[SciPy-User] masking an array ends up flattening it

Zachary Pincus zachary.pincus@yale....
Tue Feb 28 16:35:11 CST 2012


Hi Johann,

> In [146]: mask
> Out[146]:
> array([[ True,  True,  True, False],
>        [ True,  True,  True, False],
>        [ True,  True,  True, False],
>        [False, False, False, False]], dtype=bool)
> 
> Naively, I thought I would end up with a (3,3) shaped array when 
> applying the mask to m

So that would make some sense for the above mask, but obviously doesn't generalize... what shape output would you expect if 'mask' looked like the following?

array([[ True,  True,  True, False],
       [ True,  True,  True, False],
       [ True,  True,  True, False],
       [False, False, False,  True]], dtype=bool)

Flattening turns out to be the most-sensible general-case thing to do. Fortunately, this is generally not a problem, because often one winds up doing things like:
a[mask] = b[mask]
where a and b can both be n-dimensional, and the fact that you go through a flattened intermediate is no problem.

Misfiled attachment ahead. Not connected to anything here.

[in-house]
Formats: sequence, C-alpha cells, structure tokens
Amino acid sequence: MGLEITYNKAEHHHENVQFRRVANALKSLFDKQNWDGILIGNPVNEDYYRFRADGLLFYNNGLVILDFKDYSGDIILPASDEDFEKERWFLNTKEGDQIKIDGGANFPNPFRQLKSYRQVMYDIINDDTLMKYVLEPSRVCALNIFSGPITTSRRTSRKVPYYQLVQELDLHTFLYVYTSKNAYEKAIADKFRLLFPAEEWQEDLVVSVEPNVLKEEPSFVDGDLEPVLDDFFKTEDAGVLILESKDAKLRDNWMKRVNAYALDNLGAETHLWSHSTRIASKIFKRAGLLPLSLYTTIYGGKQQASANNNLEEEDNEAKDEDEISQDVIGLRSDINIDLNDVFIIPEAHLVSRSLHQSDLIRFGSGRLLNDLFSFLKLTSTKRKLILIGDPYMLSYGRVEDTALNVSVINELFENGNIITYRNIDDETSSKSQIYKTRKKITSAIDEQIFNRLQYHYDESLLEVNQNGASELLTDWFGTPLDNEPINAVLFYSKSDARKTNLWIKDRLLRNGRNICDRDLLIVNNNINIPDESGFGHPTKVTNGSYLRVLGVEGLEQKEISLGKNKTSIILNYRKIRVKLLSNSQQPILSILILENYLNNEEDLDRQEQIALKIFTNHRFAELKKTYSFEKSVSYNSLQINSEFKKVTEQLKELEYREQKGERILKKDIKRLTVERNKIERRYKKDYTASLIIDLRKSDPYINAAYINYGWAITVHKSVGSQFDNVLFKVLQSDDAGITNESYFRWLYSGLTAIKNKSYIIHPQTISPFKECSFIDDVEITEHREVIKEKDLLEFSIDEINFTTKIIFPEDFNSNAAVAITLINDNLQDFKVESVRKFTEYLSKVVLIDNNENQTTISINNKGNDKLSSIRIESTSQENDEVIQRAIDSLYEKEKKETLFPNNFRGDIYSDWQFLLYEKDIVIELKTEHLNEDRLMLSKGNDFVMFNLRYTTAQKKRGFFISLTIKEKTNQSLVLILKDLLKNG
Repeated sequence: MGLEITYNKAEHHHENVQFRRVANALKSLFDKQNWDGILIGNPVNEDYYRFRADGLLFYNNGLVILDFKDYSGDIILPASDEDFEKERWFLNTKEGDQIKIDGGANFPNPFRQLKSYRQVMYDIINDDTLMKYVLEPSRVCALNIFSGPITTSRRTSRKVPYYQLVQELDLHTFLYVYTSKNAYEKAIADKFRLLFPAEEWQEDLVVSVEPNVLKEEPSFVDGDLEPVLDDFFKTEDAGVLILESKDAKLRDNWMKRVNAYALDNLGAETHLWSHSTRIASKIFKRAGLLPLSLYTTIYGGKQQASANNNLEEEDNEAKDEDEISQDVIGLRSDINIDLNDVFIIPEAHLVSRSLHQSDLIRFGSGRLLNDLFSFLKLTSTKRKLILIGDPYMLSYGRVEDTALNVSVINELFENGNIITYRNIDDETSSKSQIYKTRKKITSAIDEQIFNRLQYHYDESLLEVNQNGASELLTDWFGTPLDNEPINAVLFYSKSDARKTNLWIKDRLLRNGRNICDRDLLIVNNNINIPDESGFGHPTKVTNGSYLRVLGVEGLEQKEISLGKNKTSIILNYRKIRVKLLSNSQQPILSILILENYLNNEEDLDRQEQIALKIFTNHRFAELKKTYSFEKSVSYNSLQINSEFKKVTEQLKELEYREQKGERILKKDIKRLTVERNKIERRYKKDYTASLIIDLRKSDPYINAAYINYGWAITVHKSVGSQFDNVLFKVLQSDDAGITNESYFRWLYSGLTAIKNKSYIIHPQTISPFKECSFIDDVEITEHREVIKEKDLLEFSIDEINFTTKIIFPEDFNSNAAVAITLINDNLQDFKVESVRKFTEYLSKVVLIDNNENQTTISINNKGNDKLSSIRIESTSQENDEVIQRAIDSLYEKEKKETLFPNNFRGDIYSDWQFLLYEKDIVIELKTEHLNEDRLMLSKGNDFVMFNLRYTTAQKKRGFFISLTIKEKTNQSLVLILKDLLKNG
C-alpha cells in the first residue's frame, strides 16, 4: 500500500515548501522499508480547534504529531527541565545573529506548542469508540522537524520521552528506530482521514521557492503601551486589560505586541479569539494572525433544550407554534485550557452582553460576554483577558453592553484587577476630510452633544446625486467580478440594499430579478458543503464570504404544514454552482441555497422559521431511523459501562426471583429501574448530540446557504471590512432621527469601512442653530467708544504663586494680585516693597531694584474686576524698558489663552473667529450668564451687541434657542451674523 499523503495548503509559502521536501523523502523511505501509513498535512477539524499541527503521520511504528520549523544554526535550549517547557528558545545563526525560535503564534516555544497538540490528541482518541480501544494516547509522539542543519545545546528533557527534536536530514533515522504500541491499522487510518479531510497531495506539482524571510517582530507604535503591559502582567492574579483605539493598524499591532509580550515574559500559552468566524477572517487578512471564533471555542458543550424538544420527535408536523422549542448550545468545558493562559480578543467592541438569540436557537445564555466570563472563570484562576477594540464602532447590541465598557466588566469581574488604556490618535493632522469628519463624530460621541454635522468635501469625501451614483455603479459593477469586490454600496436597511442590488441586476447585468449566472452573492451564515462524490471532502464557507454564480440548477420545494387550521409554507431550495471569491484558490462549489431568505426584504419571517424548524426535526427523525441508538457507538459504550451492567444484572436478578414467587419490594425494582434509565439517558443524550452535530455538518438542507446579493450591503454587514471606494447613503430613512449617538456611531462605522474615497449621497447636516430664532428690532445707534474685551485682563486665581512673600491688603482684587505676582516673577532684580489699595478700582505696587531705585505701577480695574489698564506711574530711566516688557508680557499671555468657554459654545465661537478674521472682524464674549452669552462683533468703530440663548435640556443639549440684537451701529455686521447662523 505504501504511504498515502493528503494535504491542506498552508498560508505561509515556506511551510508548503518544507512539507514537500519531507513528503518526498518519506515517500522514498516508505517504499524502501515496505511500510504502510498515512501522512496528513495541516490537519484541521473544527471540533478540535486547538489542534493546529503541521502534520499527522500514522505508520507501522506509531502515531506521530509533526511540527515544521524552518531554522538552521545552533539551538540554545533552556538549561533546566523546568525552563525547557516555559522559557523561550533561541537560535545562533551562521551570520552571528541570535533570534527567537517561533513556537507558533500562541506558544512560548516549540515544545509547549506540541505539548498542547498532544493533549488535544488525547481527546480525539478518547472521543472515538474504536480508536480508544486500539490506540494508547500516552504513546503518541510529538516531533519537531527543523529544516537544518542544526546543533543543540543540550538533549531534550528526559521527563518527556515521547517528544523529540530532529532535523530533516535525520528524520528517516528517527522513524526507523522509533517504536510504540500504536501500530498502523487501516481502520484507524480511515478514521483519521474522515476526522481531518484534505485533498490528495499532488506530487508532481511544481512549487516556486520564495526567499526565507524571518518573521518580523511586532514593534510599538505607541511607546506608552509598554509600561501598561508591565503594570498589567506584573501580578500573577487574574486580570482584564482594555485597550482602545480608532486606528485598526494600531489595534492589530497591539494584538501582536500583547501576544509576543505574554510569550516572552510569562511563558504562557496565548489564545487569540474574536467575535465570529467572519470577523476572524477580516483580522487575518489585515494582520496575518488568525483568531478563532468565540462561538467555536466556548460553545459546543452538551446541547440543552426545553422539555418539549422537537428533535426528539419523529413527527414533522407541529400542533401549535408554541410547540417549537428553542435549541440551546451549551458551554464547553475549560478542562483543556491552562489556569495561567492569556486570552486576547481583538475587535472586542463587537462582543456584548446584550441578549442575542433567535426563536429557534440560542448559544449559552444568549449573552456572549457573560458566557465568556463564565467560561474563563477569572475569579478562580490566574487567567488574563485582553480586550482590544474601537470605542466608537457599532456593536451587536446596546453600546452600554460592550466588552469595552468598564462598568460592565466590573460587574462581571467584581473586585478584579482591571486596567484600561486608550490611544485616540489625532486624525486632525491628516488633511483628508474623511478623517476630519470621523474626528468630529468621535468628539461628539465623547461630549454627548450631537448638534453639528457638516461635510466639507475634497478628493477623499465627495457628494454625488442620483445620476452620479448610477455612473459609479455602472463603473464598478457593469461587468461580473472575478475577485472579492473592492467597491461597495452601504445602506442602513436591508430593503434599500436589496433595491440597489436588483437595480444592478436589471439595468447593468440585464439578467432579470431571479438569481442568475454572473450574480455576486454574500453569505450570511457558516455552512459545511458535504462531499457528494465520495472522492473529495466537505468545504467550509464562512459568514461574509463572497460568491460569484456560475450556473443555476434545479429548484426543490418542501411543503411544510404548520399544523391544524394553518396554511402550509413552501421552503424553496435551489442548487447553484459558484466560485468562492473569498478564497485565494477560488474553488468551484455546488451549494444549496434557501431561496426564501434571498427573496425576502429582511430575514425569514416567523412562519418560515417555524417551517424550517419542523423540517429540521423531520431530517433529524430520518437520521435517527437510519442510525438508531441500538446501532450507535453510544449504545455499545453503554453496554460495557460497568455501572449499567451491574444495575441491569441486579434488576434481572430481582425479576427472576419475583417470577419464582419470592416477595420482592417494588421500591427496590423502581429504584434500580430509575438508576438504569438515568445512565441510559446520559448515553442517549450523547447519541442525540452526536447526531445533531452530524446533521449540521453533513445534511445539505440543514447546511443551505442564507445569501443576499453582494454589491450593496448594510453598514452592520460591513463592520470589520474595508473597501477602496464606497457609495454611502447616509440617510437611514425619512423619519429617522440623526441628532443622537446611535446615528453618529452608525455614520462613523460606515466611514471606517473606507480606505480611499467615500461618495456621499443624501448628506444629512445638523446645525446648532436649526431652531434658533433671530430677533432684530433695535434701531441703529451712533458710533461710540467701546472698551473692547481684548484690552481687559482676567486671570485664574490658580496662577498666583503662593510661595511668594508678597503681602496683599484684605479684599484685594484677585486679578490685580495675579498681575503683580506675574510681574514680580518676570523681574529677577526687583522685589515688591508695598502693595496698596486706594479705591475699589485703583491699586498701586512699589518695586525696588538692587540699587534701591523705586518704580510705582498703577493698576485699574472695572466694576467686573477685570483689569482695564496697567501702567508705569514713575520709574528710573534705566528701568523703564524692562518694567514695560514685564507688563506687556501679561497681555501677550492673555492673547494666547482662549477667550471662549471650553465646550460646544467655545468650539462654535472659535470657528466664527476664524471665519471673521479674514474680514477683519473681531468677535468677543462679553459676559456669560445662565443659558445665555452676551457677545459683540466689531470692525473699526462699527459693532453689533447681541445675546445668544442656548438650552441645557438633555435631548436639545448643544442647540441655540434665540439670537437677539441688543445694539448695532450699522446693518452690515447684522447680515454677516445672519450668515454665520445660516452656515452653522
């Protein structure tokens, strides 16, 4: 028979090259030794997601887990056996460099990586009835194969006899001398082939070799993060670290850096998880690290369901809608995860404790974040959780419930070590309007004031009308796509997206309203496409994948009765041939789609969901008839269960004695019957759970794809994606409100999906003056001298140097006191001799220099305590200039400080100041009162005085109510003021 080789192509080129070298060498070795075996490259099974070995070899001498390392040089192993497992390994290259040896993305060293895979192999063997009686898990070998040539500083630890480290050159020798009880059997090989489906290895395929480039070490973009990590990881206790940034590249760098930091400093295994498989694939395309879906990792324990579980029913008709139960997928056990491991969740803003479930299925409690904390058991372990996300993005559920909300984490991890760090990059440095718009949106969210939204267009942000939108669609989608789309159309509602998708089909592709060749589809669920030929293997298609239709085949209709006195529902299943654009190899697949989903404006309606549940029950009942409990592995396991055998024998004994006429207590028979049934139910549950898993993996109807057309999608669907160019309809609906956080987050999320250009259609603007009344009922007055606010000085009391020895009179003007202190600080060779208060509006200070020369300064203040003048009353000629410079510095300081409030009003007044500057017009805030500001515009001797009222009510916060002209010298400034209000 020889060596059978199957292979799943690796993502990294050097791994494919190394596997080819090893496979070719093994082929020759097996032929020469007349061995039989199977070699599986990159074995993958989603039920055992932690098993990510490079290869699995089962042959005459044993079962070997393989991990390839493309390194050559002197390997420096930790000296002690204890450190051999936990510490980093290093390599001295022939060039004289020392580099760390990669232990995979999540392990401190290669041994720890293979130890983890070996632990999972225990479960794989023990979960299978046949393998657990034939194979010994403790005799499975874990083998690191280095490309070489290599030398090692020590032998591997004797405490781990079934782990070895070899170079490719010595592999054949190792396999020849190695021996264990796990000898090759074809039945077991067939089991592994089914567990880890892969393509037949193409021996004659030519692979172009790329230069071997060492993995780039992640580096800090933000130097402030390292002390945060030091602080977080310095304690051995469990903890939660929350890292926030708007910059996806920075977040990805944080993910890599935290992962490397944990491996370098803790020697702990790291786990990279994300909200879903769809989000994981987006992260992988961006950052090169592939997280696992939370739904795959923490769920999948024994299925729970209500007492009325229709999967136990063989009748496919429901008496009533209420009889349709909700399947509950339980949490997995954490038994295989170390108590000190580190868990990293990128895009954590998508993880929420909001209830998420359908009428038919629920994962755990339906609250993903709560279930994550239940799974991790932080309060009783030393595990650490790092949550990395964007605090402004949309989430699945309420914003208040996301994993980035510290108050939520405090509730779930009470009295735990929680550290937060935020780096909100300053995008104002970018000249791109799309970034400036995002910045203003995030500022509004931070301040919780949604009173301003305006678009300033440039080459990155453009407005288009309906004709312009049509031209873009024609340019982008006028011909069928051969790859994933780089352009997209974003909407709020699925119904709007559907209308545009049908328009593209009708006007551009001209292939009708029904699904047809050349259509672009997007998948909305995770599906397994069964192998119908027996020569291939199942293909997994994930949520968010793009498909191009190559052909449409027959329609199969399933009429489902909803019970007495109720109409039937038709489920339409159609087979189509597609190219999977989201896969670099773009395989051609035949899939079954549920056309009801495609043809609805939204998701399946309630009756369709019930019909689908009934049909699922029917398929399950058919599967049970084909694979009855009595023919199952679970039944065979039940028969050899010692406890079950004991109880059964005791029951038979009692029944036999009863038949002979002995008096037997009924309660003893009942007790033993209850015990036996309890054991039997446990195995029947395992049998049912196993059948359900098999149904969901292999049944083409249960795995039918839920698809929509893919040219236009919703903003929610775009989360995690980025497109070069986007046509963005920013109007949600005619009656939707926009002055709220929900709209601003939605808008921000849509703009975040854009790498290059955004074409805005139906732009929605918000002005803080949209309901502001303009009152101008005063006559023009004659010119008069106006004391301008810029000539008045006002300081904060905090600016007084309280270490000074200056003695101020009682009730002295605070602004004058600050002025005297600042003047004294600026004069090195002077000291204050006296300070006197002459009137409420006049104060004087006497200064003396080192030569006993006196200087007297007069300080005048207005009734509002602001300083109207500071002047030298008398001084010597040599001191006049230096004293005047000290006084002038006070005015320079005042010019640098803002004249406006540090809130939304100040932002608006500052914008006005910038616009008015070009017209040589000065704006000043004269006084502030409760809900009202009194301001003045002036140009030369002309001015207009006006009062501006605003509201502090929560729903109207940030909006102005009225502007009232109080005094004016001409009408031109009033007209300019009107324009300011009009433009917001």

If, on the other hand, your task requires slicing square regions out of arrays, you could do that directly by other sorts of fancy-indexing or using programatically-generated slice objects, or some such. Can you describe the overall task? Perhaps then someone could suggest the "idiomatic numpy" solution?

Zach



> , but instead I get :
> 
> In [147]: m[mask]
> Out[147]:
> array([  1.82243247e-23,  -5.53103453e-14,   4.32071039e-13,
>         -5.52425949e-14,   6.26697129e-02,  -5.12076585e-02,
>          4.31598429e-13,  -5.12102340e-02,   6.27539118e-02])
> 
> In [148]: m[mask].shape
> Out[148]: (9,)
> 
> Is there another way to proceed and get directly the (3,3) shaped masked 
> array, or do I need to reshape it by hand?
> 
> thanks a lot in advance,
> Johann
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